Dr Kristina Spohr on Helmut Schmidt's Death in the Guardian and in the German and Finnish Press
Dr Kristina Spohr
, our expert in International History of Germany since 1945, marked the death of Chancellor Schmidt on 10 November 2015 with an opinion article in the Guardian. In her article, entitled "Helmut Schmidt – a German leader with a global vision
", Dr Spohr claimed "his reputation is understated at home, but the West German chancellor’s brilliance on the world stage made him one of Europe’s greatest leaders”. "As a historian I would argue that Schmidt, who was chancellor from 1974 to 1982, ranks alongside the best global leaders. Schmidt’s achievements were not so much in the national arena but as what I have called a “global chancellor”. "Helmut Schmidt deserves to be remembered as West Germany’s “global chancellor”. Dr Spohr, who was with Helmut Schmidt in October 2015, explains the concept of Helmut Schmidt as a "Global Chancellor" in her upcoming book published by Oxford University Press, called The Global Chancellor: Helmut Schmidt and the Reshaping of the International Order
. Her book will come out in March 2016 and can be pre-ordered at Amazon
. Dr Spohr's reference to Helmut Schmidt as "the global chancellor" has been referenced extensively in the German media. Namely in the Der Spiegel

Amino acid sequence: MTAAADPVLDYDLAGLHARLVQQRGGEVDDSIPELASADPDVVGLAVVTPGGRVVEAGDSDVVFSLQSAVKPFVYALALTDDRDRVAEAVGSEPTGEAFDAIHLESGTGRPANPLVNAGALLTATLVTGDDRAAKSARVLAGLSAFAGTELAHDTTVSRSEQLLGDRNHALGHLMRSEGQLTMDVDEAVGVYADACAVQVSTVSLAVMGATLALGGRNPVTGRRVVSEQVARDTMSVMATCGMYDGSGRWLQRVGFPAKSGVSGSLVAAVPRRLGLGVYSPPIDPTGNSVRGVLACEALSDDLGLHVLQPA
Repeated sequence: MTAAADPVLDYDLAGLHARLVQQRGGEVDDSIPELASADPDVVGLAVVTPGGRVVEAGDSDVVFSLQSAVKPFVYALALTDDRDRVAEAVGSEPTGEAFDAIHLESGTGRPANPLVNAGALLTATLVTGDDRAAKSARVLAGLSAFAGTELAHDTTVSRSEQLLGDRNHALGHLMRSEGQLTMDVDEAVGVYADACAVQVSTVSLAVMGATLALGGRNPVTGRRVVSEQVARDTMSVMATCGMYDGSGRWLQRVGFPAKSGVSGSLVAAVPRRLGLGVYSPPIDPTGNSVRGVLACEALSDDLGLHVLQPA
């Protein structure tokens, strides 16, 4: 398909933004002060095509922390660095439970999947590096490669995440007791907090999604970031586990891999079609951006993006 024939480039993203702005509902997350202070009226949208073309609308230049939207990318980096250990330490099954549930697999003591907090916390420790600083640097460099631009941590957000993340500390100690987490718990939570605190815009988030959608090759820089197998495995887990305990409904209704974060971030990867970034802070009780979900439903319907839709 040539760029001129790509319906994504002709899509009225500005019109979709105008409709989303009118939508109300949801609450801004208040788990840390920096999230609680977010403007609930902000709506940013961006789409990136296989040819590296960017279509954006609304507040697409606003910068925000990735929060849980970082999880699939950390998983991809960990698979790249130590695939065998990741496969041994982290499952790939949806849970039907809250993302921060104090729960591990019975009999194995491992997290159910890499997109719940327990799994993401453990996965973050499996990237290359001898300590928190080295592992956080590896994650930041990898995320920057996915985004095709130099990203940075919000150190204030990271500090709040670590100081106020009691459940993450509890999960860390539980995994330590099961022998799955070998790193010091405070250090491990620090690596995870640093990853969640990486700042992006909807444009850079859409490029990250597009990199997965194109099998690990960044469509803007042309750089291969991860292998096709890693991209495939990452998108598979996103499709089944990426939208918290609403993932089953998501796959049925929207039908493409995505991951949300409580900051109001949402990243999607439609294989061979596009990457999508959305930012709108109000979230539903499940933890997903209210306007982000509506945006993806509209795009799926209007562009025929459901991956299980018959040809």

, Express, Focus Magazine
(online video), web.de
, Hamburger Abendblatt
and in the Westdeutsche Zeitung
. She also wrote a commentary for the Finnish newspaper, Iltalehti
Dr Kristina Spohr Interviewed by L.I.S.A.
Dr Kristina Spohr was interviewed about the late former Chancellor Helmut Schmidt for L.I.S.A, the Science Portal of the Gerda Henkel Foundation, on 24 November 2015. The interview, which can be read here
, is in German and is entitled: "Helmut Schmidt hat Weltpolitik betrieben”. The Department of International History and and the Gerda Henkel Foundation co-operate to host the yearly Gerda Henkel Visiting Professorship which aims to promote awareness in Britain of German research on the history of the German Federal Republic and the German Democratic Republic, and to stimulate comparative work on German history in a European context.